Warhammer Fantasy was principally a medieval fantasy game in the vein of Dungeons and Dragons, but Priestley and his fellows designers added a smattering of optional science fiction elements, namely in the form of advanced technological artefacts (e.g. laser weapons) left behind by a long-gone race of spacefarers. Warhammer 40,000 was an evolution of this taken to the opposite extreme (i.e. mostly science-fiction but with some fantasy elements).

Since before working for Games Workshop, Priestley had been developing a spaceship combat tabletop wargame called "Rogue Trader", which mixed science fiction with classic fantasy elements. Priestley integrated many elements of the lore of "Rogue Trader" into Warhammer 40,000, chiefly those concerning space travel, but he discarded the ship combat rules for lack of space in the book.[citation needed]

Games Workshop planned to sell conversion kits by which players could modify their Warhammer Fantasy models to wield futuristic weaponry such as laser weapons, but eventually Games Workshop decided to create a dedicated line of models for Warhammer 40,000.[citation needed]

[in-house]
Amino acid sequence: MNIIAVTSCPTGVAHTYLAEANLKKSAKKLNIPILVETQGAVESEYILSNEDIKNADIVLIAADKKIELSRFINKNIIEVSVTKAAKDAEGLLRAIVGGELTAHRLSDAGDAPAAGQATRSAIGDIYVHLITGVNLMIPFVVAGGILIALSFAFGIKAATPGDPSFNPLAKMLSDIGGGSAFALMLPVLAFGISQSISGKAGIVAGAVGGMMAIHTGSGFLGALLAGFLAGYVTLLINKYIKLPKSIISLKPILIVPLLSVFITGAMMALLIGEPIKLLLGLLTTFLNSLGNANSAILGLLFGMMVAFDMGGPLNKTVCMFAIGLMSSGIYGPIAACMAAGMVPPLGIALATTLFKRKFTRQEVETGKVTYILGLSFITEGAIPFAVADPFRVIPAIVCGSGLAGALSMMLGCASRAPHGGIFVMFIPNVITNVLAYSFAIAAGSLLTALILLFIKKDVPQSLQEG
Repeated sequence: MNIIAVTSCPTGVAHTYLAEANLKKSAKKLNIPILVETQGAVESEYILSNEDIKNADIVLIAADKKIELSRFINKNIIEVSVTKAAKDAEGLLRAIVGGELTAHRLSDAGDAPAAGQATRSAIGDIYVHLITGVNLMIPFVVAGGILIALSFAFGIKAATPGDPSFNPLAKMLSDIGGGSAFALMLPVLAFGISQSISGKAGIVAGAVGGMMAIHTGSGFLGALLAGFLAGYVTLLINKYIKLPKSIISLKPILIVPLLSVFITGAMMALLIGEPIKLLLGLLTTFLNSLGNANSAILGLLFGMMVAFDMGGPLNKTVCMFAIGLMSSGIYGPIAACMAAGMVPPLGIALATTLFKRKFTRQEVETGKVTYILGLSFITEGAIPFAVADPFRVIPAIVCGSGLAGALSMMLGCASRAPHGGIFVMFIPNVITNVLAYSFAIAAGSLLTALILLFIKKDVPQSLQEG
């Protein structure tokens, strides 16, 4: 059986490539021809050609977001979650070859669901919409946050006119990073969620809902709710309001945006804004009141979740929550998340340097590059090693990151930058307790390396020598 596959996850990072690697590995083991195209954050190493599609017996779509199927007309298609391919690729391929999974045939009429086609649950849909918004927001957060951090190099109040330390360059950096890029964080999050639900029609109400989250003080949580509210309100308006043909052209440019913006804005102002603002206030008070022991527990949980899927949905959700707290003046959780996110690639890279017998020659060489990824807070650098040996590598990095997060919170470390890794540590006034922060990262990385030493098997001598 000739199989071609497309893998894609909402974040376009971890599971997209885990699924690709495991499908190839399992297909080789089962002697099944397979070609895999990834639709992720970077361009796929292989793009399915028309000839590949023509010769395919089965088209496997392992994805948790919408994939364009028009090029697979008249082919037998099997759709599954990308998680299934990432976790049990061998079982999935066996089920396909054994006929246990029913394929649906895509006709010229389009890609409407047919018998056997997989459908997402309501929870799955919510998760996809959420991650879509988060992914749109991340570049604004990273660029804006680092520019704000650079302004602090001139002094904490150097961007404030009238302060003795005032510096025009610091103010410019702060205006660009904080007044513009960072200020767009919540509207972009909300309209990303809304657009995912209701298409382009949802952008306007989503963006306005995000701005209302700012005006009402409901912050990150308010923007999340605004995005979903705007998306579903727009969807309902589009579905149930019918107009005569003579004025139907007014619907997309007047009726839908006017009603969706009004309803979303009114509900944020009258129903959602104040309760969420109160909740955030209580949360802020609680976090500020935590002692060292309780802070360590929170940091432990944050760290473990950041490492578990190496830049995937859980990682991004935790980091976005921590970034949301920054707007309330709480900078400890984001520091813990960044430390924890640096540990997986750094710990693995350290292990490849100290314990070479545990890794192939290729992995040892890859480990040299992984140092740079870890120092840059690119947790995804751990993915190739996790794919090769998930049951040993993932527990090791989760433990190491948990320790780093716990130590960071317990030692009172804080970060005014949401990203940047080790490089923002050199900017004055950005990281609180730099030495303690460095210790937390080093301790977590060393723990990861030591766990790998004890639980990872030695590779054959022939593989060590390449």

Initially, Priestley's new game was simply to be titled Rogue Trader, but shortly before release Games Workshop signed a contract with 2000 AD to develop a board game based on their comic book Rogue Trooper. So as not to confuse customers, Games Workshop renamed Priestley's game Warhammer 40,000: Rogue Trader and marketed it as a spin-off of Warhammer Fantasy Battle (which in many ways, it was).

Warhammer 40,000: Rogue Trader received its first full preview in White Dwarf #93 (September 1987).

Warhammer 40,000: Rogue Trader was released in October 1987. It was a success and became Games Workshop's most important product. In the January 1988 edition of Dragon (issue 129), Ken Rolston raved about this game, calling it "colossal, stupendous, and spectacular... This is the first science-fiction/fantasy to make my blood boil."[24]

First edition (Warhammer 40,000: Rogue Trader) (1987)Edit

 
A first edition Space Marine model, from the 1980s.